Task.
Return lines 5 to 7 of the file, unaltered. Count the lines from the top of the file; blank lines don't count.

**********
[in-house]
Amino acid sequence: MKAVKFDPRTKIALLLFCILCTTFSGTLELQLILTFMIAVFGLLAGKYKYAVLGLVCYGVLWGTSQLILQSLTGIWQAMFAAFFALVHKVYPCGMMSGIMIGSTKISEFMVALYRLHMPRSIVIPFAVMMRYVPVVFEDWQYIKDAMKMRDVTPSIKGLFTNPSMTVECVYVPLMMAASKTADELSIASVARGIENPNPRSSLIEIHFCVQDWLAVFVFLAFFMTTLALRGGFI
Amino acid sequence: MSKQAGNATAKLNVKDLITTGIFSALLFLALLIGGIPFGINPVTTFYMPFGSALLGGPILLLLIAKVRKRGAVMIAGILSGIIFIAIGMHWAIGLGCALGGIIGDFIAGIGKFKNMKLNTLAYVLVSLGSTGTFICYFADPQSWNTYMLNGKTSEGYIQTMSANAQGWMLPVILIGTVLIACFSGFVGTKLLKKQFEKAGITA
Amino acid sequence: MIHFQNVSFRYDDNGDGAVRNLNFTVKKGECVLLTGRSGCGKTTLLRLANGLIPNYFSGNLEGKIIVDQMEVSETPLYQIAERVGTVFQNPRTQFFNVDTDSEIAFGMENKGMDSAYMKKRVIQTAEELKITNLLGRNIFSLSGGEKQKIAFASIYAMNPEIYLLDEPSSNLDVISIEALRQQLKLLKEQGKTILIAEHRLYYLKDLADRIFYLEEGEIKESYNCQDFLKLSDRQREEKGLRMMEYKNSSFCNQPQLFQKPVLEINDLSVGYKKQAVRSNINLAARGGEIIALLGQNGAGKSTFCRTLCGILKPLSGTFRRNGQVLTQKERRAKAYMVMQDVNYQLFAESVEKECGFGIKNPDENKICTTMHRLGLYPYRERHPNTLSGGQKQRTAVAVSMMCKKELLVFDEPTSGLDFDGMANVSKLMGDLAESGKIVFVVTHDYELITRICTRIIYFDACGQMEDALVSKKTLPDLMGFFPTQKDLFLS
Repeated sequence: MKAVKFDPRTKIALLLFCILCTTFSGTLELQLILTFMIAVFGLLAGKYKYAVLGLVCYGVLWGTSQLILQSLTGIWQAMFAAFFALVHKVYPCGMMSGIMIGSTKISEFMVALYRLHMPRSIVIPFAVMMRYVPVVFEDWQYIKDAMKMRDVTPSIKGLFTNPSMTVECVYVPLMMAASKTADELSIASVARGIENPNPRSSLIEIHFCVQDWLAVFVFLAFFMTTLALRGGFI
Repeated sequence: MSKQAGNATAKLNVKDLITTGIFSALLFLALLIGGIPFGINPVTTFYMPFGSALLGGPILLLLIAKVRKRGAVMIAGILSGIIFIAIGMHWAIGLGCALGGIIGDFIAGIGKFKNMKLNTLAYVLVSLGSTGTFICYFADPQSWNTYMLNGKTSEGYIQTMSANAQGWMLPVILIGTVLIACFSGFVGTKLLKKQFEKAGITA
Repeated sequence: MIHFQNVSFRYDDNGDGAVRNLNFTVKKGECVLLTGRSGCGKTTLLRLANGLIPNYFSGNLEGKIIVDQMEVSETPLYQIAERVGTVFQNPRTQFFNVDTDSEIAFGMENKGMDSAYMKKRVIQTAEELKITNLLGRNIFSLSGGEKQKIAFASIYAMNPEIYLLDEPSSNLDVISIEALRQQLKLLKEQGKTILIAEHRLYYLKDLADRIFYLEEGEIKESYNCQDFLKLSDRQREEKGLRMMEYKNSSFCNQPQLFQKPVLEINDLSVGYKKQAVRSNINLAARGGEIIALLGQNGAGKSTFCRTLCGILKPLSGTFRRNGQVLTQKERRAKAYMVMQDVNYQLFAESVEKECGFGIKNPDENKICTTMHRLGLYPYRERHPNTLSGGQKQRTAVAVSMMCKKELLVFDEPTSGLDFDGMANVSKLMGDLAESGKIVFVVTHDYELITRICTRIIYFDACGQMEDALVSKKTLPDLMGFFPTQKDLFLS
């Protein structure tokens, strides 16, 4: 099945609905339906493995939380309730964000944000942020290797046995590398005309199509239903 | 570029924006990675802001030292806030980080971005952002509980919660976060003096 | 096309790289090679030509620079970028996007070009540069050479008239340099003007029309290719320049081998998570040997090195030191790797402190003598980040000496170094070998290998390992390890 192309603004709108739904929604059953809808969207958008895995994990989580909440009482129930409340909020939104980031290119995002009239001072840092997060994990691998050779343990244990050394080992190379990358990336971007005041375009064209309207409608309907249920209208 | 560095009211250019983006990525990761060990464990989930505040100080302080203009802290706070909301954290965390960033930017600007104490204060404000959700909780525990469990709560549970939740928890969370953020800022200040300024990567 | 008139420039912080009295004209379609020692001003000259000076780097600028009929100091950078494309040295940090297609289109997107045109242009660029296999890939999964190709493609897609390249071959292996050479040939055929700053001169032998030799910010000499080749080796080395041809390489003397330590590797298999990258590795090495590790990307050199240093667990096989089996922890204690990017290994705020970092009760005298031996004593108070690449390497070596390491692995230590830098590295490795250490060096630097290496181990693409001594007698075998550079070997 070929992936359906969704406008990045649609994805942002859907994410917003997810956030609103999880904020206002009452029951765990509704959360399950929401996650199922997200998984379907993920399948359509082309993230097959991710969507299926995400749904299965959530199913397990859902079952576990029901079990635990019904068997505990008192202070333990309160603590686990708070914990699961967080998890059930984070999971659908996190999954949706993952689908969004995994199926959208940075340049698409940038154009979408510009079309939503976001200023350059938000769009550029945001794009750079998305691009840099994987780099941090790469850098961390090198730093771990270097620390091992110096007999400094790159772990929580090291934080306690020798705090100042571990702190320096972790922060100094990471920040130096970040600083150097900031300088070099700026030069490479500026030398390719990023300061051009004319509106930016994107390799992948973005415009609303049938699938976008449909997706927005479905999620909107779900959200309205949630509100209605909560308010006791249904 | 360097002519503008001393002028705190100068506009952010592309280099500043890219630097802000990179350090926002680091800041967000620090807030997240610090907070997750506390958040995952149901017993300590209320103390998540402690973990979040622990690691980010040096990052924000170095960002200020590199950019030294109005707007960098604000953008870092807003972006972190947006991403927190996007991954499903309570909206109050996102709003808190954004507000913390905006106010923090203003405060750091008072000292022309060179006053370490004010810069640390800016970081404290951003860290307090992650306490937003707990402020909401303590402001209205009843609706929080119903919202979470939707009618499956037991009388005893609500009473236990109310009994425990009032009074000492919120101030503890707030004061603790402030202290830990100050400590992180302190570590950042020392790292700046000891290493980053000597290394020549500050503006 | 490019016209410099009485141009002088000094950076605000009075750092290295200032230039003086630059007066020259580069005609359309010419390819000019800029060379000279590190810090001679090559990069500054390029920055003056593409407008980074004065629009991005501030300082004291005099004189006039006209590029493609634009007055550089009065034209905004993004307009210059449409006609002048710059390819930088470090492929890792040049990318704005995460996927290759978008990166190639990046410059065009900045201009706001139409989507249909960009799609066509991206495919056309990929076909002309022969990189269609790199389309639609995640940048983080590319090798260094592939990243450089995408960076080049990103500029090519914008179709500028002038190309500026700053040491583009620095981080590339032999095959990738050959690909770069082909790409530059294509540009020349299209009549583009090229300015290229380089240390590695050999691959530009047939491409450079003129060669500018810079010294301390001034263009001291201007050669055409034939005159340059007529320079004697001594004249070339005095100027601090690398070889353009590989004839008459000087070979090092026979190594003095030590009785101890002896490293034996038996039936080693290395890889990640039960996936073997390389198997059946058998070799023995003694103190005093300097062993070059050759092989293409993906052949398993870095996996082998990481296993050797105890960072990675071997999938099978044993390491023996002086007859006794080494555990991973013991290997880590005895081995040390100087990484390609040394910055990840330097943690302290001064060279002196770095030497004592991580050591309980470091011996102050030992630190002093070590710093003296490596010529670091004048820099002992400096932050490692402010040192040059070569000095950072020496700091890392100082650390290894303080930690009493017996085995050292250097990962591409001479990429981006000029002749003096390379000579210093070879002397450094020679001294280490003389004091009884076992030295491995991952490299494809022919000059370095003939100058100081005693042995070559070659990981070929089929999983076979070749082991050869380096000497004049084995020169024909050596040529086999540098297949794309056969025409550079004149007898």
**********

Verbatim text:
Repeated sequence: MKAVKFDPRTKIALLLFCILCTTFSGTLELQLILTFMIAVFGLLAGKYKYAVLGLVCYGVLWGTSQLILQSLTGIWQAMFAAFFALVHKVYPCGMMSGIMIGSTKISEFMVALYRLHMPRSIVIPFAVMMRYVPVVFEDWQYIKDAMKMRDVTPSIKGLFTNPSMTVECVYVPLMMAASKTADELSIASVARGIENPNPRSSLIEIHFCVQDWLAVFVFLAFFMTTLALRGGFI
Repeated sequence: MSKQAGNATAKLNVKDLITTGIFSALLFLALLIGGIPFGINPVTTFYMPFGSALLGGPILLLLIAKVRKRGAVMIAGILSGIIFIAIGMHWAIGLGCALGGIIGDFIAGIGKFKNMKLNTLAYVLVSLGSTGTFICYFADPQSWNTYMLNGKTSEGYIQTMSANAQGWMLPVILIGTVLIACFSGFVGTKLLKKQFEKAGITA
Repeated sequence: MIHFQNVSFRYDDNGDGAVRNLNFTVKKGECVLLTGRSGCGKTTLLRLANGLIPNYFSGNLEGKIIVDQMEVSETPLYQIAERVGTVFQNPRTQFFNVDTDSEIAFGMENKGMDSAYMKKRVIQTAEELKITNLLGRNIFSLSGGEKQKIAFASIYAMNPEIYLLDEPSSNLDVISIEALRQQLKLLKEQGKTILIAEHRLYYLKDLADRIFYLEEGEIKESYNCQDFLKLSDRQREEKGLRMMEYKNSSFCNQPQLFQKPVLEINDLSVGYKKQAVRSNINLAARGGEIIALLGQNGAGKSTFCRTLCGILKPLSGTFRRNGQVLTQKERRAKAYMVMQDVNYQLFAESVEKECGFGIKNPDENKICTTMHRLGLYPYRERHPNTLSGGQKQRTAVAVSMMCKKELLVFDEPTSGLDFDGMANVSKLMGDLAESGKIVFVVTHDYELITRICTRIIYFDACGQMEDALVSKKTLPDLMGFFPTQKDLFLS